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Research: Antibodies kill sleeping HI viruses
Even though the treatment of HIV infections has made rapid progress in recent years, it has not yet been possible to completely eradicate inactive HI viruses from the body. US researchers now seem to have found a way to kill these sleeping viruses with targeted therapy.
Attacking sleeping viruses The treatment of HIV infections has made rapid progress in recent years. But the problem of so-called sleeping HI viruses, which hide in cells and can strike again after stopping the medication, has not yet been solved. However, US researchers now seem to have found a way in animal experiments to attack these inactive HI viruses too.
No cure Targeted therapy can therefore also kill the sleeping viruses that are escaping the previously common medication in the case of HIV infection. This was shown by researchers around Victor Garcia from the University of North Carolina at Chapel Hill in a study on mice with human immune cells. Even if no cure was achieved with this procedure, the study shows that it is basically possible to reach the reservoir of the pathogen, the researchers write in the journal "PLoS Pathogens".
Viruses survive in reservoirs Antiretroviral therapy (ART) could lower the number of pathogens in HIV patients below the detection limit. However, inactive viruses can survive therapy within cells in so-called reservoirs and can multiply again after stopping the medication. This is why scientists are trying to find ways to activate all pathogens in the body so that drugs can reach them and kill them. The researchers around Garcia used BLT mice, whose entire immune system consists of human cells, to test this.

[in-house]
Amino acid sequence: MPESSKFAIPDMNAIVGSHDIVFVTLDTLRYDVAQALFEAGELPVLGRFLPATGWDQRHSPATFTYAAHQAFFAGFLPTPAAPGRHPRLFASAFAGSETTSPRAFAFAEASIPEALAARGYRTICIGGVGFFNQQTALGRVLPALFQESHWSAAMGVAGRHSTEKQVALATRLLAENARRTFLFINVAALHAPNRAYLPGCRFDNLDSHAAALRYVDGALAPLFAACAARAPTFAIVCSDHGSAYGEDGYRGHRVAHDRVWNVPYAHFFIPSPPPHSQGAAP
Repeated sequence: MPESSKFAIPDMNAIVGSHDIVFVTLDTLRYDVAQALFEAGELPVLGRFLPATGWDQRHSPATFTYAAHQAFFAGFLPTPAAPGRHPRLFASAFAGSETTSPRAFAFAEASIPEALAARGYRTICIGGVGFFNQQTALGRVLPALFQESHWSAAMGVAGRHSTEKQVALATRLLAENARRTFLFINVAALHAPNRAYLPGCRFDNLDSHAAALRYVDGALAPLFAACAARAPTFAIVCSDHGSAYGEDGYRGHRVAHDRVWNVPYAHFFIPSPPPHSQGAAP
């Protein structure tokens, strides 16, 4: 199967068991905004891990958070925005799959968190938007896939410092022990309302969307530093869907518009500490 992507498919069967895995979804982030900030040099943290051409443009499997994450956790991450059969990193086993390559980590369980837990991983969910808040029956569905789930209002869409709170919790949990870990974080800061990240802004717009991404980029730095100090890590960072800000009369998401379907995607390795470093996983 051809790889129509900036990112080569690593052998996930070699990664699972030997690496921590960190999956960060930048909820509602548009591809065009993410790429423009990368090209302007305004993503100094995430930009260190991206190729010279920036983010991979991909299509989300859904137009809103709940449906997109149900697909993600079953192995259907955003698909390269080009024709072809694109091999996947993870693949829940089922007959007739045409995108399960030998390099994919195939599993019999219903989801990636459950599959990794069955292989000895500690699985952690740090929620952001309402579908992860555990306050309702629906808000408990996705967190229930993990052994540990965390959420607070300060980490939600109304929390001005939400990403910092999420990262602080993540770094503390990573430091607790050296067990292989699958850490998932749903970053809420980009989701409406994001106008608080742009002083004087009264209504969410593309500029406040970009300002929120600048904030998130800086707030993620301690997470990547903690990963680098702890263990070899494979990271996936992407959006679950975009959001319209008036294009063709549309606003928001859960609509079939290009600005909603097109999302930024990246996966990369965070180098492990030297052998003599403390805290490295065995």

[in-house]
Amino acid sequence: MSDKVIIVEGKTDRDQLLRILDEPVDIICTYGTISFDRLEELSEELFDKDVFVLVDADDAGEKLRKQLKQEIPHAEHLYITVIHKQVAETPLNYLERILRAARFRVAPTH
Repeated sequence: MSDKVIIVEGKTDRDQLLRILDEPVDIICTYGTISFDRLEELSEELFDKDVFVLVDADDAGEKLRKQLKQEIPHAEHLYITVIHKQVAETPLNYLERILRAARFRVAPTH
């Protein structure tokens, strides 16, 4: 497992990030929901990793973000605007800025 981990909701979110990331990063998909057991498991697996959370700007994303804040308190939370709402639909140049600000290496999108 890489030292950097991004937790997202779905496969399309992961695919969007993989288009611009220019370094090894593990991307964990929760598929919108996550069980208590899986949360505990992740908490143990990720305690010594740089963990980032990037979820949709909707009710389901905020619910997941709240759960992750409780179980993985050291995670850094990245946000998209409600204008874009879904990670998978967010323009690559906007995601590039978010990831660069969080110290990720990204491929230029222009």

Mice infected with HIV The scientists infected the animals with HIV and treated them with a cocktail of three drugs. Even though these struck, the researchers still found infected immune cells in all analyzed tissue types, including bone marrow, spleen, liver, lungs and intestine. "It is difficult to analyze HIV values in tissue types in humans, but the simultaneous examination of a wide range of tissues offers important insights into HIV biology," said lead author Paul Denton.
A great step forward In a second step, the scientists wanted to target the host cells including the inactive viruses. They used an antibody with a toxin that reacts to the virus protein Env. HIV-infected cells have this protein on their surface. Treatment with the antibody reduced the number of infected cells to one sixth. This is still not enough for a cure, but the result is a great step forward. "Our work shows that HIV-infected cells can be destroyed anywhere in the body," says Garcia. "More importantly, the BLT system offers a platform that can be used to test practically any new approach to HIV destruction." (Ad)